6 Photo Editing Tools You Can’t Do Without

Posted by on Mar 3, 2014 in Photography | Comments


There are just a few tools that I think every photographer should at least try out. These are the things that have made such an impact in the quality of my photography work or the speed of my workflow that I could now no longer do without. If you are serious about running a competitive photography studio, consider checking these things out.

Editing an Image in Adobe Lightroom

Adobe Lightroom

1. Adobe Lightroom

Lightroom software is pretty much the standard for handling RAW files. By the way, shooting in RAW before getting into any editing will make your job A LOT easier.

Lightroom allows you to sort through your images, add tags and metadata, and filter out all the images that are not good enough for delivery. It also allows you to create different versions of the same photo without creating three separate files, and using up three times the file space. You can also sort your images into collections. Lightroom gives you the opportunity to change your white balance, exposure, contrast, curves and clarity in post-production. It also lets you add or remove noise from a photo, which is helpful for high ISO photos or emulating the grain of a film.

There are a ton of functions in Lightroom and a hundred different ways to customize your workflow.

Get step-by-step guidance on using Adobe Lightroom to easily narrow down hundreds of photos from a shoot to a small collection of the best shots in the Craftsy class Narrative Photography: Storytelling With Photo Essays, taught by award-winning photography Mike Hill.

Image of Beach Before Editing in Lightroom

Before Lightroom. 1/2500 sec at f/2.8

Image of Beach After Editing in Lightroom

After Lightroom

2. Lightroom Presets

Along with the actual software, having some presets for Lightroom is also a huge help. Some presets are included, but you can also purchase them from third parties or make them yourself.

Presets allow you to make large-scale changes across a range of photos simultaneously. For example, let’s say your personal style is a high-contrast, high-saturation and slightly warm look. You can adjust one photo with the contrast, saturation and color balance all bumped up and save that preset. Then, you can apply the preset across future photos, to get the same look.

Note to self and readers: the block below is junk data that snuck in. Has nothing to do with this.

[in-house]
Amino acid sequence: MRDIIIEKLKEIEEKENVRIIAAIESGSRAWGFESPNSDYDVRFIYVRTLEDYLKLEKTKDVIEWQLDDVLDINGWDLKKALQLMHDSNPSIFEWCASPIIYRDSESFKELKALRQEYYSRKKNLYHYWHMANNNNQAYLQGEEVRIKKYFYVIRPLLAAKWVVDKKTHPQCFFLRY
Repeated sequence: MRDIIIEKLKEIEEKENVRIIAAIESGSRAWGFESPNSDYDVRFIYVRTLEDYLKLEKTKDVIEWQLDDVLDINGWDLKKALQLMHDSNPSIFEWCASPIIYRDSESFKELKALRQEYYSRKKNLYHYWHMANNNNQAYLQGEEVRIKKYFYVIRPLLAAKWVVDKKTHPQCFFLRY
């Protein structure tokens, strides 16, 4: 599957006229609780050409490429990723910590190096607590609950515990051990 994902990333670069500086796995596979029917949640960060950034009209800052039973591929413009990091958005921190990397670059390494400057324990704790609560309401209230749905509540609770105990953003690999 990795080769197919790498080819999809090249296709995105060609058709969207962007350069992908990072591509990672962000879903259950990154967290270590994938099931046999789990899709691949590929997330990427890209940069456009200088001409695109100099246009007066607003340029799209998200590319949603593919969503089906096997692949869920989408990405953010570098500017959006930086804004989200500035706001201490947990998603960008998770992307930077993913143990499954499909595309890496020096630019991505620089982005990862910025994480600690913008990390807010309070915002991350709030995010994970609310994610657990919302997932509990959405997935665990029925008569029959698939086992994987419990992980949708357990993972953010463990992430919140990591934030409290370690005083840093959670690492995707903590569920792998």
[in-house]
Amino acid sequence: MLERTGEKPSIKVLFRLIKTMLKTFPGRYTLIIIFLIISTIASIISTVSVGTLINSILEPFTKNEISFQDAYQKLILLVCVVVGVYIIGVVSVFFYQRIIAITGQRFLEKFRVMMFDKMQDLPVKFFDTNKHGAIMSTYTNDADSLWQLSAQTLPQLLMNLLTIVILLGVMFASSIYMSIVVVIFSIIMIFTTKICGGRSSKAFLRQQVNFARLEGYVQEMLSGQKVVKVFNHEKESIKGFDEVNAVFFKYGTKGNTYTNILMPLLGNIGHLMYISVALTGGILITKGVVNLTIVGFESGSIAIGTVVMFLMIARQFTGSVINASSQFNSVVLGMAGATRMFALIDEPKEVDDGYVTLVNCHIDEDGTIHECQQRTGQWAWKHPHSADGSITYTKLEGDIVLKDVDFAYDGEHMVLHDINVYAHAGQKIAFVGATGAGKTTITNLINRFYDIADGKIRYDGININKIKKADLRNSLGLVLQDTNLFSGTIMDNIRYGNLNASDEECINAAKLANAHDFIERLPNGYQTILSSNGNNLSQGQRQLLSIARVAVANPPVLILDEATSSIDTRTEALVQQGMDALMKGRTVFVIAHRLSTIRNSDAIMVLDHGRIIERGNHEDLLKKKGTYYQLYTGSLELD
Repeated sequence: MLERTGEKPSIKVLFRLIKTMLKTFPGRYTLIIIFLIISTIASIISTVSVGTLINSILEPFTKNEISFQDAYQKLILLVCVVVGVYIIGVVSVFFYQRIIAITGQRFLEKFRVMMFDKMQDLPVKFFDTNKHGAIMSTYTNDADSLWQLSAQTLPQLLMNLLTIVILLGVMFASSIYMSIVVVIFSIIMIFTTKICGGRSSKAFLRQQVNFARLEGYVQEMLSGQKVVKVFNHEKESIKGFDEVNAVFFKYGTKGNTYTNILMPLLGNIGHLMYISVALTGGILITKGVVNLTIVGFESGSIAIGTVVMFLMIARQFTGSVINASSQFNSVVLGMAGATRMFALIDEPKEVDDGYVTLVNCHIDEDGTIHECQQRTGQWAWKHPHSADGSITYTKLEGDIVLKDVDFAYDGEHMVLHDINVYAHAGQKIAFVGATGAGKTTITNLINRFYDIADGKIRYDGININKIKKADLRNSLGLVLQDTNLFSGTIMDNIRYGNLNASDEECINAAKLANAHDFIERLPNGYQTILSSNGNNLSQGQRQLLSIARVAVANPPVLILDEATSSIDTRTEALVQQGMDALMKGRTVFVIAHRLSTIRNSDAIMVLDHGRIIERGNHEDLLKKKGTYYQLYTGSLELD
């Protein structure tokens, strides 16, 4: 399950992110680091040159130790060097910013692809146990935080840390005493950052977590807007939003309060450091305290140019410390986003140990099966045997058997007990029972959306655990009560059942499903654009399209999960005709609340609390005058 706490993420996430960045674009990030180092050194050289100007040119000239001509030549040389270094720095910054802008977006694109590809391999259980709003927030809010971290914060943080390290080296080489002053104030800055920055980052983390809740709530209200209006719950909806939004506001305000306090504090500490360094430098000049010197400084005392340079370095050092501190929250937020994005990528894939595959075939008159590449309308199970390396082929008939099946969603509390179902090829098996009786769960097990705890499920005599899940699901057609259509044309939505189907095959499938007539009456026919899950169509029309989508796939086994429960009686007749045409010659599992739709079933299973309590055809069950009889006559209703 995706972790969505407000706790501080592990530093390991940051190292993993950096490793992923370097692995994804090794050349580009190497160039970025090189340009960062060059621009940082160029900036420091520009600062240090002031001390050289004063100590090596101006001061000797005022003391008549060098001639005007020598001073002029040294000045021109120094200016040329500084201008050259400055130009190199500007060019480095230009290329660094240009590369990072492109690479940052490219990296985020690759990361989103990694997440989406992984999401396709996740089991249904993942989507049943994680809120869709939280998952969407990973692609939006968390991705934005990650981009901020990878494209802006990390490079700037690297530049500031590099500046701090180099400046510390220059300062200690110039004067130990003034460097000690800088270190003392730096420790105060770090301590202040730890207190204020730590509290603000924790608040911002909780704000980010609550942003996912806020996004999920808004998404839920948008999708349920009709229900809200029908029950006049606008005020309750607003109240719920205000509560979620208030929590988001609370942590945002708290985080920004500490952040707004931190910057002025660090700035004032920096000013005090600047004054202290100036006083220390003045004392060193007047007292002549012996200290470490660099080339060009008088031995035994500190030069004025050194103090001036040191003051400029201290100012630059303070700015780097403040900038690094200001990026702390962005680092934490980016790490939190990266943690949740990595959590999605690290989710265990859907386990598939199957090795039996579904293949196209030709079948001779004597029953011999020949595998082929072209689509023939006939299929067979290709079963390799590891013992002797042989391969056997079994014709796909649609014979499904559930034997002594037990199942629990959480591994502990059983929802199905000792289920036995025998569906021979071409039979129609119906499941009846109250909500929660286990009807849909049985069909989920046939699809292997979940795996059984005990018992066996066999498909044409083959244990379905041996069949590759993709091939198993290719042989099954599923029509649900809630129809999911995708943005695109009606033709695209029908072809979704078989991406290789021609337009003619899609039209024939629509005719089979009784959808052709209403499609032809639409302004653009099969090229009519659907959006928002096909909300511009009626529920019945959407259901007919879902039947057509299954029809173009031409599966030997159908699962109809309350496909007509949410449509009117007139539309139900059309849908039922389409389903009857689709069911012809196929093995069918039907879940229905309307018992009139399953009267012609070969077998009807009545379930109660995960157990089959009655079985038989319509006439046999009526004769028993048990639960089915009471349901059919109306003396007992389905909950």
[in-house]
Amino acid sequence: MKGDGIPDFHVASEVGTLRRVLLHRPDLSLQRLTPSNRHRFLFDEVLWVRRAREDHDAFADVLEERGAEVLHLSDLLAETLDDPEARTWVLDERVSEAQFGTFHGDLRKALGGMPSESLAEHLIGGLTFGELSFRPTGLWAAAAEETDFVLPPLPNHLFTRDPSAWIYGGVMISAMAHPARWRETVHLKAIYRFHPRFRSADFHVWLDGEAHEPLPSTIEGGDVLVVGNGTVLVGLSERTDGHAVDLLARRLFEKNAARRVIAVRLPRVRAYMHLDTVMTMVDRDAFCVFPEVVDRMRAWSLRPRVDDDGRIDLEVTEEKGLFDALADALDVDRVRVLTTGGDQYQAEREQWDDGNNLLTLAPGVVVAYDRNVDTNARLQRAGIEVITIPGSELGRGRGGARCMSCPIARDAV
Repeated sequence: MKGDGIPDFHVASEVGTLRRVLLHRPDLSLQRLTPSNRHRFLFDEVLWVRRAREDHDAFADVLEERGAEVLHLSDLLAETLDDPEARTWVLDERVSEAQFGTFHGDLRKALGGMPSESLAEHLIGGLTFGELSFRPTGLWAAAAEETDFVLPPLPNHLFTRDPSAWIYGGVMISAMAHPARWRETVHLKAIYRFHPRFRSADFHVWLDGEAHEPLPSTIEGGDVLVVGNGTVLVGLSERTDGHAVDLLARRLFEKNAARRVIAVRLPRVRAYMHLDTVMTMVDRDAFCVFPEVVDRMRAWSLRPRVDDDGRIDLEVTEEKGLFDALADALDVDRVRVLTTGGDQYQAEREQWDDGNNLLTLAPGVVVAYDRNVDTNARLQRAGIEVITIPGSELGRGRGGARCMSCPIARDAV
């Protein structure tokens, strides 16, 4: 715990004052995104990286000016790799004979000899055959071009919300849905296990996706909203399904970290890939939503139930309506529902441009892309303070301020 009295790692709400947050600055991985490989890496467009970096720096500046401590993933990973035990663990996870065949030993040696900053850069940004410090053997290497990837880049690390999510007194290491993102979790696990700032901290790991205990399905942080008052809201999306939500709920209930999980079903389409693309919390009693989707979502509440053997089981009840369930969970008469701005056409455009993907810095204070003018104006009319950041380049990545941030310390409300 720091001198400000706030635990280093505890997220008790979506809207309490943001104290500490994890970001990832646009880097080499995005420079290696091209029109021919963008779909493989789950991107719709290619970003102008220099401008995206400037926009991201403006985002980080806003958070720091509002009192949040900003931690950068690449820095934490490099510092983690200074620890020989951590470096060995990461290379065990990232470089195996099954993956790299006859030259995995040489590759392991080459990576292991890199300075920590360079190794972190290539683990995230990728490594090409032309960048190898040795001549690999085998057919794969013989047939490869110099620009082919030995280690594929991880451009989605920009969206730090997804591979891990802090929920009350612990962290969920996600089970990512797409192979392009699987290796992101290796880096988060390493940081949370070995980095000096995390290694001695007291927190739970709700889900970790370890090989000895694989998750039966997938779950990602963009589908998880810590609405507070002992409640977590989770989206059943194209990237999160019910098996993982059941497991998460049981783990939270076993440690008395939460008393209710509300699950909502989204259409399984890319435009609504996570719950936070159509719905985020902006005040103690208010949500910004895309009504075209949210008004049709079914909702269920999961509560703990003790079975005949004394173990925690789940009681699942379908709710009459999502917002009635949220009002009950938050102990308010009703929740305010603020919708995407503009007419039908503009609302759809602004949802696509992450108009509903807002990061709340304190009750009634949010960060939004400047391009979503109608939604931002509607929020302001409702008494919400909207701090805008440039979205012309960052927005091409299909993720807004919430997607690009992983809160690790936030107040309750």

Third-party companies make all sorts of presets that can give your photo a certain style with just one click.

3. Photoshop

There are some limitations to Lightroom for the detail-driven photographer. Retouching is possible in Lightroom, but I find the tools in Photoshop to be more intuitive and powerful. Photoshop also allows for masking, which I need from time to time if I am compositing photos or replacing elements of a photo.

See also our comparison of Lightroom vs. Photoshop.

4. Photoshop Actions

Actions are to Photoshop what Presets are to Lightroom. You can make your own actions or buy them from third-party companies.

I don’t use third-party actions much anymore as the majority of my work is done in Lightroom, but I still use a few of them, most of which I made myself. I have a skin retouching action that allows me to smooth out skin using a blurry layer and a mask. I also have a sharpening action that gives me the perfect amount of sharpening for the size of my images. And lastly, I have a few resizing actions that will proportion images just how I need them for display, although this could also be done in Lightroom.

5. Plugins

Plugins are helpful depending on the type of photography you do. I find that for landscape photography work or architectural work, having a HDR plugin for Photoshop or Lightroom is necessary. I’m not even sure about all the plugins that are available but once you test a few out you may find that they are necessary items too.

Wacom Tablet

6. Wacom tablet

I use my Wacom tablet almost exclusively with Photoshop. Wacom is not the only company that makes tablets, but they seem to have the most options for any budget. Holding a mouse steady for detailed retouching can be tiring. Holding a pen instead allows me to work for longer and be more detailed in my work. I would recommend trying out a tablet if you spend a lot of time working on photos. It’s weird at first but gets easier and more comfortable over time.

Sharpen your editing skills via interactive instruction in Narrative Photography: Storytelling with Photo Essays or revisit the basics in the FREE class Professional Family Portraits.

Are there any other photo editing tools you can’t do without?

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